PicStitch Knocks It Out the Park on Videos for “Don Dada” and “Ram Dancehall”

By Deuce

The return of PicStitch is marked by two momentous events—the release of a pair of music videos. The first, “Don Dada”, is an ineffable lesson in the power of reggae music itself. The second, “Ram Dancehall”, is a credible follow up that should keep PicStitch on the radar for any type of music, let alone that of the reggae variety.

In all honesty, it’s difficult to envision anyone not liking “Don Dada”, which is not the same as merely saying no one would dislike it, or think it’s ‘cool’, or just okay. It’s hard to picture anyone not liking this tune or, perhaps, even loving it. “Don Dada” is difficult to get through without dancing, two-stepping, or keeping one’s head from bobbing in place. It’s even more difficult to go the next five minutes without spontaneous outbursts of the hook (Don Dada)—unless one were to go into “Ram Dancehall” during that time.

For all that praise, this number is deliciously simple yet, in all the ways it counts, impeccable. As previously noted, the hook is merely two words, a couple syllables, repeated in time to conventional chords of roots reggae keys. Yet the backing vocals, an octave higher, make it shimmer, and the purity of the melody is undeniable.

The musicianship displayed on this cut, courtesy of PicStitch and the Reggaestra, which appears to consist of Huntley Vassel and Danny AxeMan (who co-produced these tunes alongside PicStitch), render this one a hit record before PicStitch even gives a breath of vocals. The rolling bass line is exacting to play on any instrument—bass guitar or synthesizer. But it’s the horns that truly take you to the next level, with that friendly, feel good aesthetic typical of those on Herb Albert recordings. Truly, truly, the artist deserves some sort of award, or consistent, significant radio play for his work on this tune.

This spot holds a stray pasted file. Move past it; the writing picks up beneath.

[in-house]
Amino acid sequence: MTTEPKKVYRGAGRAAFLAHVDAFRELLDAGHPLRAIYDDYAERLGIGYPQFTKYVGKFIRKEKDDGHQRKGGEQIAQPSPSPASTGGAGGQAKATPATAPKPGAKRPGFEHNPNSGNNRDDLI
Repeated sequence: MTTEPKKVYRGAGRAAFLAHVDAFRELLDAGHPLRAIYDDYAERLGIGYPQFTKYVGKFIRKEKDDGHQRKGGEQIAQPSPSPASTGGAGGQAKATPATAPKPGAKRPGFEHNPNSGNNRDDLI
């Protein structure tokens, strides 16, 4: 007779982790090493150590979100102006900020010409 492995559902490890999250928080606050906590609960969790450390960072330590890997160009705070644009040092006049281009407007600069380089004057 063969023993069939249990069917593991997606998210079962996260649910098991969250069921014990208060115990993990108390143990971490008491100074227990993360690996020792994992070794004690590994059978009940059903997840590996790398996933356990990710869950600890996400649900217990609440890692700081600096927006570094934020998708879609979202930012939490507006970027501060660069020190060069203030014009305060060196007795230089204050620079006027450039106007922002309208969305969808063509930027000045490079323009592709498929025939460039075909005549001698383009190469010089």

The video for “Ram Dancehall” merely proves PicStitch’s efforts on “Don Dada” were far from a fluke. Whereas the latter is characterized by more of a feeling of infectious delight, the former is more laid back, mellow, and grooving. The artist combines the roots approach of singing (with an almost sweet, yet far from saccharine sounding voice) with the chatting of dancehall to keep your attention while the music grooves along. These releases illustrate the fact that reggae music is still pertinent in the third decade of the millennium as, of course, is PicStitch himself.    

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